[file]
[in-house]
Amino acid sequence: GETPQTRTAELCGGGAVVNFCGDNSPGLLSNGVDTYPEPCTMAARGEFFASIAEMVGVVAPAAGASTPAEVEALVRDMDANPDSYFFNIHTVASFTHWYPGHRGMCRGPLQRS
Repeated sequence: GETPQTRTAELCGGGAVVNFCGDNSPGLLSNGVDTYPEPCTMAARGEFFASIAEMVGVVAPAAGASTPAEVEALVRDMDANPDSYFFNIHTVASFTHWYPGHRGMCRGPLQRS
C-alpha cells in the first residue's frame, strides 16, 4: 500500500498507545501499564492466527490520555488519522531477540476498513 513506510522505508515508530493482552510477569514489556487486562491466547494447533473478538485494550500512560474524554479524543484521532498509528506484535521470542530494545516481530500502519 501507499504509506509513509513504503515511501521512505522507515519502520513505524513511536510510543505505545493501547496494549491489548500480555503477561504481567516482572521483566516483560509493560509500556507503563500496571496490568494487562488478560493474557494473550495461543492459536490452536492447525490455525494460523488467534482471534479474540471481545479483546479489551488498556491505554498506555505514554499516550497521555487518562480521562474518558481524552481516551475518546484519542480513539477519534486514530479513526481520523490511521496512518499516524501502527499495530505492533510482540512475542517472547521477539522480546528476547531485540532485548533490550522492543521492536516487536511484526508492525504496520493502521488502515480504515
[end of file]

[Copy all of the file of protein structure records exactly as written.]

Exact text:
[in-house]
Amino acid sequence: GETPQTRTAELCGGGAVVNFCGDNSPGLLSNGVDTYPEPCTMAARGEFFASIAEMVGVVAPAAGASTPAEVEALVRDMDANPDSYFFNIHTVASFTHWYPGHRGMCRGPLQRS
Repeated sequence: GETPQTRTAELCGGGAVVNFCGDNSPGLLSNGVDTYPEPCTMAARGEFFASIAEMVGVVAPAAGASTPAEVEALVRDMDANPDSYFFNIHTVASFTHWYPGHRGMCRGPLQRS
C-alpha cells in the first residue's frame, strides 16, 4: 500500500498507545501499564492466527490520555488519522531477540476498513 513506510522505508515508530493482552510477569514489556487486562491466547494447533473478538485494550500512560474524554479524543484521532498509528506484535521470542530494545516481530500502519 501507499504509506509513509513504503515511501521512505522507515519502520513505524513511536510510543505505545493501547496494549491489548500480555503477561504481567516482572521483566516483560509493560509500556507503563500496571496490568494487562488478560493474557494473550495461543492459536490452536492447525490455525494460523488467534482471534479474540471481545479483546479489551488498556491505554498506555505514554499516550497521555487518562480521562474518558481524552481516551475518546484519542480513539477519534486514530479513526481520523490511521496512518499516524501502527499495530505492533510482540512475542517472547521477539522480546528476547531485540532485548533490550522492543521492536516487536511484526508492525504496520493502521488502515480504515